And, finally, in judging whether this would be an acceptable treatment modality for Haitian patients, what is also irrefutable is the complete absence in many situations of any modern, level 1-evidenced care currently being practiced in Haiti.
As an example, some practitioners report being forced to amputate limbs on awake patients placed on bare wood tables under dirty bedsheets (i.e., Civil War era medicine), hardly the definition of level 1, evidenced-based care.
In this situation, perhaps the lack of a wide body of level 1 evidence for acupuncture use and the ongoing sometimes vitriolic charges about its’ efficacy is a nicety that the medical community and Haiti can not now afford.
In other words, to boil it down to surgeonspeak – it may work, likely won’t hurt, but maybe you gotta try something because patients are getting their legs cut off without narcotics or anesthesia.
So, to simplify the basics tenets of what battlefield acupuncture is, how it is performed, and I how I have adapted it to an acupressure technique:
Battlefield Acupuncture (Niemtzow technique)
1. As delineateed by functional MRI studies, for many people, pain signals in the body as processed by the brain seem to somehow interact with specific points on one or both of the earlobes.
2. In these patients, there are 5 main points that can be stimulated through needles or pressure on each earlobe that will partly or totally block this reflex, thus diminishing or eliminating patients awareness/experience of pain.
3. These points vary slightly in people but are close to the positions numbered in the photo below.
4. Stimulation of the points should be done sequentially as numbered below on each ear lobe. That is, point 1 on each earlobe is stimulated, then points 2 on each ear lobe, etc. (not 1-5 on one lobe, then 1-5 on the other lobe.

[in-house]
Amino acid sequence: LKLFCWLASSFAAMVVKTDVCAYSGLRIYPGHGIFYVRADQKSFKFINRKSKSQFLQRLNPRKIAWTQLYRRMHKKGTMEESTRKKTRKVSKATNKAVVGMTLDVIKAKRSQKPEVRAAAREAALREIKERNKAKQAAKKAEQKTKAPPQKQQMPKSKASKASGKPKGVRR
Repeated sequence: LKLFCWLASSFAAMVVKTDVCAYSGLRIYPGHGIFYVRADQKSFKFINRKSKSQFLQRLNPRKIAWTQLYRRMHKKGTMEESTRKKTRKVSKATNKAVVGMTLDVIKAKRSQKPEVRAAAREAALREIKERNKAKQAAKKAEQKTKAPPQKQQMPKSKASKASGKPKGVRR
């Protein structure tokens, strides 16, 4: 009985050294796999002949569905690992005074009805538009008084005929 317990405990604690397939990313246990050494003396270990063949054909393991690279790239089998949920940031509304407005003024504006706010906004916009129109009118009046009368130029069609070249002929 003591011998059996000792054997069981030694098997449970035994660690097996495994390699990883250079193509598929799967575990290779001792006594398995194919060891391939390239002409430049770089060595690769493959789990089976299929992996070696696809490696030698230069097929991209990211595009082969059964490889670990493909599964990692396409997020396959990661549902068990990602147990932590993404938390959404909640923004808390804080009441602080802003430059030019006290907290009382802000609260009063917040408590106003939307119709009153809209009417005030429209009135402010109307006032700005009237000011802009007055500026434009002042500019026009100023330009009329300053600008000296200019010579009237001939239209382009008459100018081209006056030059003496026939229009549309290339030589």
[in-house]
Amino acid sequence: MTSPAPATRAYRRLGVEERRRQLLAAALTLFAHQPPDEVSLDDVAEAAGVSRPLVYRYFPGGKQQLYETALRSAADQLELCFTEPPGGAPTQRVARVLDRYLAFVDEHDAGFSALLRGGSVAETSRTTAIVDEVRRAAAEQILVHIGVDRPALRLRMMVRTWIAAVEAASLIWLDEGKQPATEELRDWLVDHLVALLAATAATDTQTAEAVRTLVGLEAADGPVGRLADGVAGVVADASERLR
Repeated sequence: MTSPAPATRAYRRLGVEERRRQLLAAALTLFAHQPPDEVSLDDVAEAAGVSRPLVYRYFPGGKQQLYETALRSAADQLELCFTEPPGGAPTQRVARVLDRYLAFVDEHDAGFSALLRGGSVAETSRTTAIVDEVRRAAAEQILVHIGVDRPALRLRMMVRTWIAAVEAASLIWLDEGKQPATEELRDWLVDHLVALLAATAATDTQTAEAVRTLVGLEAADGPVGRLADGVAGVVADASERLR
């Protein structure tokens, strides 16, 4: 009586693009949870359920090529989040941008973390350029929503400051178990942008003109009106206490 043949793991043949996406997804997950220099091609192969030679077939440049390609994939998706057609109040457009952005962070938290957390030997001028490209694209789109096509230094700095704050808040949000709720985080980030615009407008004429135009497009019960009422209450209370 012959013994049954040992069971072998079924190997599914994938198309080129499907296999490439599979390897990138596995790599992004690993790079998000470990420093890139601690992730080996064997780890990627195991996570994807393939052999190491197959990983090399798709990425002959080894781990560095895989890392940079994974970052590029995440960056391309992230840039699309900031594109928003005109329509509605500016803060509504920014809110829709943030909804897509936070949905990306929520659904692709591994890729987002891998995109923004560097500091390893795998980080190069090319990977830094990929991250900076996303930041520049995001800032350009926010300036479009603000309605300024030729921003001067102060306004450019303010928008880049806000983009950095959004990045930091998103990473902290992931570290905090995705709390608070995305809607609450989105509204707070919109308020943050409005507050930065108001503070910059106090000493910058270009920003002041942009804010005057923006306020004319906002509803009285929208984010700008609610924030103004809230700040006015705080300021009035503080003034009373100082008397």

5. Pain control often begins within seconds after point 1 on each ear is manipulated and very likely will occur after the first two points on each ear are stimulated.
6. Stimulation is best done by using small, gold-plated, self-retaining needles that remain in place for a day or so and are left to fall out on their own.
7. Because these gold-plated needles are almost certainly not available in Haiti, conventional open-bore IV/venopuncture needles can be used – the smaller the better.
8. There are two possible techniques to stimulate the points if conventional medical needles are used.
9. Perferred method – the needles should puncture the epidermis, inserted approximately 1 mm and then left in place. Because they are not self-retaining they may fall out when the patient moves.
10. Alternately, the points can be manipulated using the 1-1, 2-2, etc. placement protocol by placing the needle 1 mm into the tissue and rapidly moving it in and out in the tissue without completely withdrawing it as in a “pecking” type motion. This should be done for 2-3 minutes at each point.